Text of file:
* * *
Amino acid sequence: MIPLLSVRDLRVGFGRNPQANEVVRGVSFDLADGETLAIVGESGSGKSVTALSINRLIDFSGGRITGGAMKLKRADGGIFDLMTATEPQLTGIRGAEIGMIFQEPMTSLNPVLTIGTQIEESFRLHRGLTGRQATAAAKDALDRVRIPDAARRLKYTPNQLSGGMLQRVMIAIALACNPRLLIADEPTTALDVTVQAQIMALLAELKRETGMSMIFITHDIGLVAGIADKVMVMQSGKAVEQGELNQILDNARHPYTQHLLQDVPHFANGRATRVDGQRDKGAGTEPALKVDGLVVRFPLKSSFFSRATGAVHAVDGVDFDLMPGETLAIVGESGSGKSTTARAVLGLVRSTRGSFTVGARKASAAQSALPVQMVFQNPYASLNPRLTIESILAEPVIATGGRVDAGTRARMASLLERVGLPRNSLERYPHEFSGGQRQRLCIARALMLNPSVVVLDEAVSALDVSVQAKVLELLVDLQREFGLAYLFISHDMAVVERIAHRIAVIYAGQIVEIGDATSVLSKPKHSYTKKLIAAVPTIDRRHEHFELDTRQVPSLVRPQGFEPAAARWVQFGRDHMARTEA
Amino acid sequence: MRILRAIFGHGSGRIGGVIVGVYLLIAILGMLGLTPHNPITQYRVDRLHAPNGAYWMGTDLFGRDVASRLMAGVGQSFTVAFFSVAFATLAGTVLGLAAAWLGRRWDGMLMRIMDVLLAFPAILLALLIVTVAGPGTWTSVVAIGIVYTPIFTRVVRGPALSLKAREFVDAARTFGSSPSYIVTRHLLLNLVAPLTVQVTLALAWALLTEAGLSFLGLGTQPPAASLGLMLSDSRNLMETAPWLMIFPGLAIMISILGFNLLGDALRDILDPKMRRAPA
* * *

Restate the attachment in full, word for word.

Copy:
Amino acid sequence: MIPLLSVRDLRVGFGRNPQANEVVRGVSFDLADGETLAIVGESGSGKSVTALSINRLIDFSGGRITGGAMKLKRADGGIFDLMTATEPQLTGIRGAEIGMIFQEPMTSLNPVLTIGTQIEESFRLHRGLTGRQATAAAKDALDRVRIPDAARRLKYTPNQLSGGMLQRVMIAIALACNPRLLIADEPTTALDVTVQAQIMALLAELKRETGMSMIFITHDIGLVAGIADKVMVMQSGKAVEQGELNQILDNARHPYTQHLLQDVPHFANGRATRVDGQRDKGAGTEPALKVDGLVVRFPLKSSFFSRATGAVHAVDGVDFDLMPGETLAIVGESGSGKSTTARAVLGLVRSTRGSFTVGARKASAAQSALPVQMVFQNPYASLNPRLTIESILAEPVIATGGRVDAGTRARMASLLERVGLPRNSLERYPHEFSGGQRQRLCIARALMLNPSVVVLDEAVSALDVSVQAKVLELLVDLQREFGLAYLFISHDMAVVERIAHRIAVIYAGQIVEIGDATSVLSKPKHSYTKKLIAAVPTIDRRHEHFELDTRQVPSLVRPQGFEPAAARWVQFGRDHMARTEA
Amino acid sequence: MRILRAIFGHGSGRIGGVIVGVYLLIAILGMLGLTPHNPITQYRVDRLHAPNGAYWMGTDLFGRDVASRLMAGVGQSFTVAFFSVAFATLAGTVLGLAAAWLGRRWDGMLMRIMDVLLAFPAILLALLIVTVAGPGTWTSVVAIGIVYTPIFTRVVRGPALSLKAREFVDAARTFGSSPSYIVTRHLLLNLVAPLTVQVTLALAWALLTEAGLSFLGLGTQPPAASLGLMLSDSRNLMETAPWLMIFPGLAIMISILGFNLLGDALRDILDPKMRRAPA